Wharton professor Jeremy Siegel says he’s disappointed with the Fed’s hypocrisy about inflation, and that Jerome Powell will cut interest rates next year.

  • Wharton professor Jeremy Siegel is not happy with the Fed hawks who were cabled at the FOMC meeting on Wednesday.
  • Siegel said the Fed is contradicting itself because it is focused on crushing wages, which are rising due to supply-side problems.
  • Siegel ultimately expects the Fed to cut interest rates in 2023, not raise them.

Calling out the Fed’s hypocrisy toward fighting inflation, Wharton professor Jeremy Siegel telegraphed the continued hawkishness at its December meeting on Wednesday.

Specifically, Siegel pointed to the fact that when inflation was rising after the COVID-19 pandemic due to supply-side issues, Federal Reserve Chairman Jerome Powell insisted that inflation was temporary and not worked against it by raising interest rates.

But now Powell is doing the exact opposite when it comes to the structural supply-side issues that plague the labor market.

“He’s now saying there are supply-side problems in the labor market that could push up wages, and we have to crush wages in order to stop inflation. That’s totally inconsistent as part of monetary policy,” Siegel told CNBC on Thursday. “The Fed is not supposed to act on structural shifts in supply-side problems.”

Siegel said he was disappointed with Powell’s hawkish telegraph at the FOMC meeting on Wednesday, which included a 50 basis point rate hike.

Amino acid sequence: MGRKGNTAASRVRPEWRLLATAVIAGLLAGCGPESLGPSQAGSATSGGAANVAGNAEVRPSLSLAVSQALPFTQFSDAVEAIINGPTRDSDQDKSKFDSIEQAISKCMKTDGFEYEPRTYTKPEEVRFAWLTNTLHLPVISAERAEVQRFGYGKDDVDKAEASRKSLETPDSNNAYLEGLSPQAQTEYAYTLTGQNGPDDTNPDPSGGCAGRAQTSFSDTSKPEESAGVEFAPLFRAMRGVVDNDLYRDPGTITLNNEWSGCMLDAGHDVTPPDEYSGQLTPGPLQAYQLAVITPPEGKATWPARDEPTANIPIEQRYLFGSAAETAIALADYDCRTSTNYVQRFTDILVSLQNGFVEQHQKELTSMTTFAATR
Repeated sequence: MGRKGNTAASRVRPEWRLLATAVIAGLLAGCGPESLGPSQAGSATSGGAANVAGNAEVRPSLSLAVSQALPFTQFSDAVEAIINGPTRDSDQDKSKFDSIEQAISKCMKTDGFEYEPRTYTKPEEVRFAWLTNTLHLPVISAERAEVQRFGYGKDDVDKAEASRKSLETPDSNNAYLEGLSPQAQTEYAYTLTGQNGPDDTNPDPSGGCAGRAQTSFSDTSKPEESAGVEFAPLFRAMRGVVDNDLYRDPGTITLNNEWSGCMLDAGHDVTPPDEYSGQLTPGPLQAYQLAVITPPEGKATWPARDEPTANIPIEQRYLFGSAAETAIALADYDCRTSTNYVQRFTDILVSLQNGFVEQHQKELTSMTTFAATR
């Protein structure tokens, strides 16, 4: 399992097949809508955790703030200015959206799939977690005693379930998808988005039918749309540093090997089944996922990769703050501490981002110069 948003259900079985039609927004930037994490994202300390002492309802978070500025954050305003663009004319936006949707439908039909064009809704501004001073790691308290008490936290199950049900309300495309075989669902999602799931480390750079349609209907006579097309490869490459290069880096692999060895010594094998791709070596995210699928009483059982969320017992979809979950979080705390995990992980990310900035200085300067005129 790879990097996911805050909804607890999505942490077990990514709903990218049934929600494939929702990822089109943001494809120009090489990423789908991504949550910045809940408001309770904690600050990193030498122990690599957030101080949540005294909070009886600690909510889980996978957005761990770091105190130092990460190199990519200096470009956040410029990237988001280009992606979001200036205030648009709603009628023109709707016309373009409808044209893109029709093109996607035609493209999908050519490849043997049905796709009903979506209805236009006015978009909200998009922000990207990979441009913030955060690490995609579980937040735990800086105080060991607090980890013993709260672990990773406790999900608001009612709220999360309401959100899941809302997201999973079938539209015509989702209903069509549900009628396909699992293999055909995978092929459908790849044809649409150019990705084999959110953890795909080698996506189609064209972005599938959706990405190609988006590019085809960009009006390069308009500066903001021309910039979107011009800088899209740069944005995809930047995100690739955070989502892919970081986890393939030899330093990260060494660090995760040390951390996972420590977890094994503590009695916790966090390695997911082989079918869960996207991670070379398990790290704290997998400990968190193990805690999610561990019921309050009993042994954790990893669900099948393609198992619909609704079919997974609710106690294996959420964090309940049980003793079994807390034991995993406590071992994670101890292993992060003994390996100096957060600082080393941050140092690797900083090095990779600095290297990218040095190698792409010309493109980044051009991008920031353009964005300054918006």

“I was very disappointed in Powell in his logic and justification for this very hawkish policy. Housing data is lagging behind, home prices are already coming down, but we won’t see it until the middle of next year. So we’ll wait until the middle of next year before we decide if we need to,” he acknowledged. To pause price hikes, even though we know that today?” Siegel said.

“I think we need to get out of this year-over-year view of inflation. Remember, when we get year-over-year, we get 11 months of old data, only one month of new data, and really only one month of data. [Powell] He admits, particularly in the housing sector, it’s far behind,” Siegel said.

The Fed’s backward views ultimately set them up for disaster yet again, according to Siegel, who noted that at last year’s Fed meeting, only two Fed members thought the federal funds rate should be higher than 1%. By the end of 2022. Today, the Federal Fund rate is above 4%.

“I think they’d be completely wrong in the opposite direction,” Siegel said. “They were too loose before, and the money rate would have had to go up a lot. Now they’re too tight.”

This is exactly why Siegel expects the Fed to cut interest rates by mid-2023, rather than continue to raise them.

“Maybe there is [a] 25 basis points [hike] At the February 1 meeting. I don’t think there should be this. Perhaps this is the last. You can be sure that next year they will talk about lowering prices.

“I think the first rate cut could really happen closer to the middle of the year, and it could be quick after that because the labor market is really softening and inflation is coming down. I’m actually taking a risk that we might see a 2 handle on the Fed funds rate by Next Dec. I think it’s like a surprise to the upside, maybe we’ll see a surprise to the downside.

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